Government considering Ring-necked Parakeet cull
Ring-necked Parakeets may be culled by the government, with a recent revelation in The Telegraph stating that Defra officials are in discussions about destroying satellite populations of the species.
During the past few decades the parakeet has spread from London to become an established Category C breeding species in much of the South-East with an estimated population of some 8,600 – though perhaps as many as 25,000 – pairs. In recent years the species has penetrated far corners of Britain; BirdGuides reports show the parakeets have reached as far north as Aberdeenshire and west as Devon since 2017.
The non-native parakeet poses an ever-growing threat to native wildlife, including rare bats. A government source said Defra was in "discussions" about the first government-ordered cull of Ring-necked Parakeet in the UK, although "concrete plans" had not yet been made.
Ministers are understood to be concerned about the parakeet's rapid expansion over the last decade from their stronghold in London's parks to the Home Counties, with populations now flourishing in Birmingham, Glasgow, Oxford, and Manchester. Officials accept that the largest populations are too well-established to be effectively controlled but they believe that the problem may be solved by culling the birds when they arrive in new areas, before they have a chance to multiply.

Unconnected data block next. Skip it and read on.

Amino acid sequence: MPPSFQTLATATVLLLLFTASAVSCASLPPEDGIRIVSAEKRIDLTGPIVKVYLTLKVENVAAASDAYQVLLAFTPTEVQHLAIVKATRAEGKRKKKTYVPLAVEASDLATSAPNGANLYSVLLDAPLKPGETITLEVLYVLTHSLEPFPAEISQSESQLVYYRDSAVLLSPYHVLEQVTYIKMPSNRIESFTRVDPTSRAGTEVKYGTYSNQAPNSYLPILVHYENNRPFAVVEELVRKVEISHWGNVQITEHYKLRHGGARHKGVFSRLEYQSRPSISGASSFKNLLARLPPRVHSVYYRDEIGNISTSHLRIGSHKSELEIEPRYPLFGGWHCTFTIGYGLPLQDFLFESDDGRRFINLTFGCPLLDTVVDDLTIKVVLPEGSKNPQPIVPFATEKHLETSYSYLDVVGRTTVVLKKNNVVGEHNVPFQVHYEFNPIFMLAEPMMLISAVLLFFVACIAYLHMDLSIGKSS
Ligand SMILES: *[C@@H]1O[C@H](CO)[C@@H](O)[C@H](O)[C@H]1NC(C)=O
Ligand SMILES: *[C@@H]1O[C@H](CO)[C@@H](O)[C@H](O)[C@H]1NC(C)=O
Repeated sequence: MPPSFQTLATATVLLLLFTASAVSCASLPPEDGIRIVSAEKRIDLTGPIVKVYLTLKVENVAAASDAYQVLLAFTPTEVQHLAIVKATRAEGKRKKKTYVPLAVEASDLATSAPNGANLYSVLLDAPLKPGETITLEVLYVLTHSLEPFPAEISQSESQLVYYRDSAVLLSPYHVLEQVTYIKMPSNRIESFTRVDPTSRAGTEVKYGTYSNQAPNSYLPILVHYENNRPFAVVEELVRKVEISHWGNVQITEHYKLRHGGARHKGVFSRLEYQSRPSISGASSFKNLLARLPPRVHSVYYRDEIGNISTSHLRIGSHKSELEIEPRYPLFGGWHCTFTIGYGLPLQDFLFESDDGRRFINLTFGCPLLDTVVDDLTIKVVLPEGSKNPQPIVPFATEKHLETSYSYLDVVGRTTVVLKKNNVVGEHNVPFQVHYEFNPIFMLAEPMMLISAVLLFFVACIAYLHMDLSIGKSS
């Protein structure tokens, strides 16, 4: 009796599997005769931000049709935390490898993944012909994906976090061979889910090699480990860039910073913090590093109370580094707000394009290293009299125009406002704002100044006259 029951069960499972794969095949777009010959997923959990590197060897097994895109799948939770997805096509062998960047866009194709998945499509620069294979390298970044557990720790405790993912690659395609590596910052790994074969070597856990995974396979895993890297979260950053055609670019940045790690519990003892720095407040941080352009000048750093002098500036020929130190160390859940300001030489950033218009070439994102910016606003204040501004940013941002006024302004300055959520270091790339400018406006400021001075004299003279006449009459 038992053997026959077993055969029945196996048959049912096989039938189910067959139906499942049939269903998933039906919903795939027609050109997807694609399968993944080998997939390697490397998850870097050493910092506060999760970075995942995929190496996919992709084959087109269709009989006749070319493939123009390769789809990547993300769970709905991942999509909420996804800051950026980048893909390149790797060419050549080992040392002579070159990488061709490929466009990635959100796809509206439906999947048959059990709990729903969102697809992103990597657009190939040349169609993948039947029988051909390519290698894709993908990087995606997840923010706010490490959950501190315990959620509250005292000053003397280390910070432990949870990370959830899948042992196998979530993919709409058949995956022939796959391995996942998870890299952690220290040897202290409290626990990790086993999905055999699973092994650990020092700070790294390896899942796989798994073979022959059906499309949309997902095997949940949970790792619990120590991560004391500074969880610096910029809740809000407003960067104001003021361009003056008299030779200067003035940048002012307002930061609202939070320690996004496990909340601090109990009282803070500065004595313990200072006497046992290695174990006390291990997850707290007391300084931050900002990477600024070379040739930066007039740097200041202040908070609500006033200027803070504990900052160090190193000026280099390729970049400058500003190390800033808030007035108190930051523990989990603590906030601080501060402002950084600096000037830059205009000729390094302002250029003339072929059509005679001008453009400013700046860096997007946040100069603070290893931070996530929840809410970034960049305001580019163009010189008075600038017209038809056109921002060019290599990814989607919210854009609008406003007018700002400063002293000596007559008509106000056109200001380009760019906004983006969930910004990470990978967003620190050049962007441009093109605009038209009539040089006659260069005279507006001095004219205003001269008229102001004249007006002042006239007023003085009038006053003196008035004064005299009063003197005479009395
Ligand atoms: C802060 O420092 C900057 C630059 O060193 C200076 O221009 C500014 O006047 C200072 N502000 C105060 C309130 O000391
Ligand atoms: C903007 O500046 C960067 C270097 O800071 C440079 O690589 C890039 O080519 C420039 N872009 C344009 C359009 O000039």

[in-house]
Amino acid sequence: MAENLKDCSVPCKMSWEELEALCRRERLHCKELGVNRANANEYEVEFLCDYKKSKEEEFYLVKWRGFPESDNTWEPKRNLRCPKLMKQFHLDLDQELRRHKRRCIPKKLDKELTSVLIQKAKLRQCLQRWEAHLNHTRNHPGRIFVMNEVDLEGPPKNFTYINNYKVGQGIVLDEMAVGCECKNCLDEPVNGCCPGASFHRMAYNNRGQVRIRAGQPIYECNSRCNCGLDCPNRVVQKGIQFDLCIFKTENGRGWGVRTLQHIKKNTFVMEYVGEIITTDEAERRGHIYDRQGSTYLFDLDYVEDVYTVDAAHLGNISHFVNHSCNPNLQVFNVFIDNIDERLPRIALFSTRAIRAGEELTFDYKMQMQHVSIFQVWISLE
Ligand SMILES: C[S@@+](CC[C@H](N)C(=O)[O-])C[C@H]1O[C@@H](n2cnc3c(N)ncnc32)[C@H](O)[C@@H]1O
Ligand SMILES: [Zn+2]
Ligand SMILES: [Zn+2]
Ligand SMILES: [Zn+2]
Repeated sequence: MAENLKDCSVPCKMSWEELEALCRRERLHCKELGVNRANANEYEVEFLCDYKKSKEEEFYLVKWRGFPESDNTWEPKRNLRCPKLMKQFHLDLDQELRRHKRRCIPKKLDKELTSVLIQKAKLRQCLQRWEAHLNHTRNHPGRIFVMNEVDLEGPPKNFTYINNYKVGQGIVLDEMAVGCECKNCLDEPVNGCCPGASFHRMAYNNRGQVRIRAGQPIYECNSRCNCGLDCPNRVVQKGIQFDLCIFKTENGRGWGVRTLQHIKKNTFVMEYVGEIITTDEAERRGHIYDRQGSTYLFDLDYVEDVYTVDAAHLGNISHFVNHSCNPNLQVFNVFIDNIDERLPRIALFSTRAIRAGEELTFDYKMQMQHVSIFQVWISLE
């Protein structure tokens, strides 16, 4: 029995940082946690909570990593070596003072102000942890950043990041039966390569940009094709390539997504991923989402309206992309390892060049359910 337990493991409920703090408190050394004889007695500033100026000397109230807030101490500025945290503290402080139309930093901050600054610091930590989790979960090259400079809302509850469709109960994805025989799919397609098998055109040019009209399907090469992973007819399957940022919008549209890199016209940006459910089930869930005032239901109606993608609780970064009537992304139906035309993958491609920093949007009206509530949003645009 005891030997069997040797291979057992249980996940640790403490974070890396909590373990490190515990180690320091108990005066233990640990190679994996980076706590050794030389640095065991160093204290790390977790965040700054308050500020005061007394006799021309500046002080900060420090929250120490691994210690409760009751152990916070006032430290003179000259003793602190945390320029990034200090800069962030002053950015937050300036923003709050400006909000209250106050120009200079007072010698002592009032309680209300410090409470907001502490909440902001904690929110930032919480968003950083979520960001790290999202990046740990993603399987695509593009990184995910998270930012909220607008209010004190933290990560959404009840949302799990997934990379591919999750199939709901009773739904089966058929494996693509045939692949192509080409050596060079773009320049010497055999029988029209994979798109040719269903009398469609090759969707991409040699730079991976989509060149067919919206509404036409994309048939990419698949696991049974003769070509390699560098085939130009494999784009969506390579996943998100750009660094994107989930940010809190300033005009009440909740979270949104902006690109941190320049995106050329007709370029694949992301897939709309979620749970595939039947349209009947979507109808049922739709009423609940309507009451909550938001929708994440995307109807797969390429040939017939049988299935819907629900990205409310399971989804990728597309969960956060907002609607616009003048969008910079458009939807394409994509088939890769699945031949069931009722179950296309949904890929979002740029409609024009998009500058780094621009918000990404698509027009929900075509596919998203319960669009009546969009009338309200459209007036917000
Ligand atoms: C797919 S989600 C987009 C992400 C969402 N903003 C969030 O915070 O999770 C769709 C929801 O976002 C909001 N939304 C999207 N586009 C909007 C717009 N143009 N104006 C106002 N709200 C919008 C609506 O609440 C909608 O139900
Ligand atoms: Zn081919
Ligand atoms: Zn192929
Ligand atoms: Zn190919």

Scientists have long warned about the risks to native wildlife posed by invasive parakeets, with concerns that they may threaten woodpeckers, Common Starlings and Eurasian Nuthatches by competing for their nest holes. In 2014 a European research group involving scientists from the University of Kent presented a report to Defra, with the authors describing parakeets as an "urgent economic, societal and environmental problem", while Tony Juniper, the current chair of Natural England, has likened the birds to the "grey squirrels of the sky".
Landowners were given the right to shoot or poison Ring-necked Parakeets without specific permission in 2009, when Natural England added the birds to the general licence. Since then pest controllers have reported a spike in demand from homeowners and businesses, while gamekeepers in London's Richmond Park shot 117 parakeets between 2017 and 2019.
In 2011 ministers also ordered a state-sanctioned cull against Monk Parakeet. Unlike Ring-necked Parakeets, which nest in holes, Monk Parakeets build their nests which can damage overhead power lines. A flock of the birds will be culled on the Isle of Dogs in London during the coming months, sources said.
A spokesman for the RSPB told The Telegraph: "The RSPB is not in favour of a cull of parakeets at this time, but believes it is important that the spread of Ring-necked Parakeet is monitored and its potential for negative impacts on our native bird species assessed. Long-term they may become an increasing problem as at the moment they are very limited to urban spaces. As the climate warms, they may spread into more rural areas which could then become a problem for native species – however that is speculation, and very long term."